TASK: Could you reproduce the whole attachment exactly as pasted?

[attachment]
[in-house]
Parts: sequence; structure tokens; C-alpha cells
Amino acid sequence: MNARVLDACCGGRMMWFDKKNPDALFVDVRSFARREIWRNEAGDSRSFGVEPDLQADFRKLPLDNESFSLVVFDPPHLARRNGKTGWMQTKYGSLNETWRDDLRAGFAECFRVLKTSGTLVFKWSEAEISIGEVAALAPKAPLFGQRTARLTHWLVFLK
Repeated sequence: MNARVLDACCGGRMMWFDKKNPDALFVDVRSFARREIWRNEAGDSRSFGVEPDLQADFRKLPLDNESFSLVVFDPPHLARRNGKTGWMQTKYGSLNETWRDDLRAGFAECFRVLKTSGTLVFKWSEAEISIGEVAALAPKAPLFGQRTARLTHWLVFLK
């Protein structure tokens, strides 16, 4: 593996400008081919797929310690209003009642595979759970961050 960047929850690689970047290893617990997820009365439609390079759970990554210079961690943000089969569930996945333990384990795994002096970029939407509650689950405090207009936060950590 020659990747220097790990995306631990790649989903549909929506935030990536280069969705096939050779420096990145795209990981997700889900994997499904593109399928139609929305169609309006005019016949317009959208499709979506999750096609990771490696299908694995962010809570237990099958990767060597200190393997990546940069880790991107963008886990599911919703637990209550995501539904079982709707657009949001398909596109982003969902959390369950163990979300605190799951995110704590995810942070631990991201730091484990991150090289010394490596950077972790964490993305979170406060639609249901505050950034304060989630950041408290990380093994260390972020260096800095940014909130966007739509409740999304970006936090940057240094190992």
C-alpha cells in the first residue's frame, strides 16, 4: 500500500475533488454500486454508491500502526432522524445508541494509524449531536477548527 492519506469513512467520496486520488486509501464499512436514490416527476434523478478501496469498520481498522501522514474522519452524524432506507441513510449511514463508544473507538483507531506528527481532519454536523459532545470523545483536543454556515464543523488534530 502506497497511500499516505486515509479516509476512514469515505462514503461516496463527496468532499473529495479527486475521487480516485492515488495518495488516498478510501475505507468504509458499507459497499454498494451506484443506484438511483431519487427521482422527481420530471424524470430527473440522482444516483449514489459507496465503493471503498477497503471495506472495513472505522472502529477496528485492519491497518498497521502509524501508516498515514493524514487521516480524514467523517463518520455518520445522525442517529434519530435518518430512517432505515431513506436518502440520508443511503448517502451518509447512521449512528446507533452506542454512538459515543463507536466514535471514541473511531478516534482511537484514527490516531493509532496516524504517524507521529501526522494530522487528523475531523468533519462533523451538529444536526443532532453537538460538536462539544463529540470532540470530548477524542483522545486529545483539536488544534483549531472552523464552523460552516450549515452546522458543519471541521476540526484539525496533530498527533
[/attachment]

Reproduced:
[in-house]
Parts: sequence; structure tokens; C-alpha cells
Amino acid sequence: MNARVLDACCGGRMMWFDKKNPDALFVDVRSFARREIWRNEAGDSRSFGVEPDLQADFRKLPLDNESFSLVVFDPPHLARRNGKTGWMQTKYGSLNETWRDDLRAGFAECFRVLKTSGTLVFKWSEAEISIGEVAALAPKAPLFGQRTARLTHWLVFLK
Repeated sequence: MNARVLDACCGGRMMWFDKKNPDALFVDVRSFARREIWRNEAGDSRSFGVEPDLQADFRKLPLDNESFSLVVFDPPHLARRNGKTGWMQTKYGSLNETWRDDLRAGFAECFRVLKTSGTLVFKWSEAEISIGEVAALAPKAPLFGQRTARLTHWLVFLK
């Protein structure tokens, strides 16, 4: 593996400008081919797929310690209003009642595979759970961050 960047929850690689970047290893617990997820009365439609390079759970990554210079961690943000089969569930996945333990384990795994002096970029939407509650689950405090207009936060950590 020659990747220097790990995306631990790649989903549909929506935030990536280069969705096939050779420096990145795209990981997700889900994997499904593109399928139609929305169609309006005019016949317009959208499709979506999750096609990771490696299908694995962010809570237990099958990767060597200190393997990546940069880790991107963008886990599911919703637990209550995501539904079982709707657009949001398909596109982003969902959390369950163990979300605190799951995110704590995810942070631990991201730091484990991150090289010394490596950077972790964490993305979170406060639609249901505050950034304060989630950041408290990380093994260390972020260096800095940014909130966007739509409740999304970006936090940057240094190992």
C-alpha cells in the first residue's frame, strides 16, 4: 500500500475533488454500486454508491500502526432522524445508541494509524449531536477548527 492519506469513512467520496486520488486509501464499512436514490416527476434523478478501496469498520481498522501522514474522519452524524432506507441513510449511514463508544473507538483507531506528527481532519454536523459532545470523545483536543454556515464543523488534530 502506497497511500499516505486515509479516509476512514469515505462514503461516496463527496468532499473529495479527486475521487480516485492515488495518495488516498478510501475505507468504509458499507459497499454498494451506484443506484438511483431519487427521482422527481420530471424524470430527473440522482444516483449514489459507496465503493471503498477497503471495506472495513472505522472502529477496528485492519491497518498497521502509524501508516498515514493524514487521516480524514467523517463518520455518520445522525442517529434519530435518518430512517432505515431513506436518502440520508443511503448517502451518509447512521449512528446507533452506542454512538459515543463507536466514535471514541473511531478516534482511537484514527490516531493509532496516524504517524507521529501526522494530522487528523475531523468533519462533523451538529444536526443532532453537538460538536462539544463529540470532540470530548477524542483522545486529545483539536488544534483549531472552523464552523460552516450549515452546522458543519471541521476540526484539525496533530498527533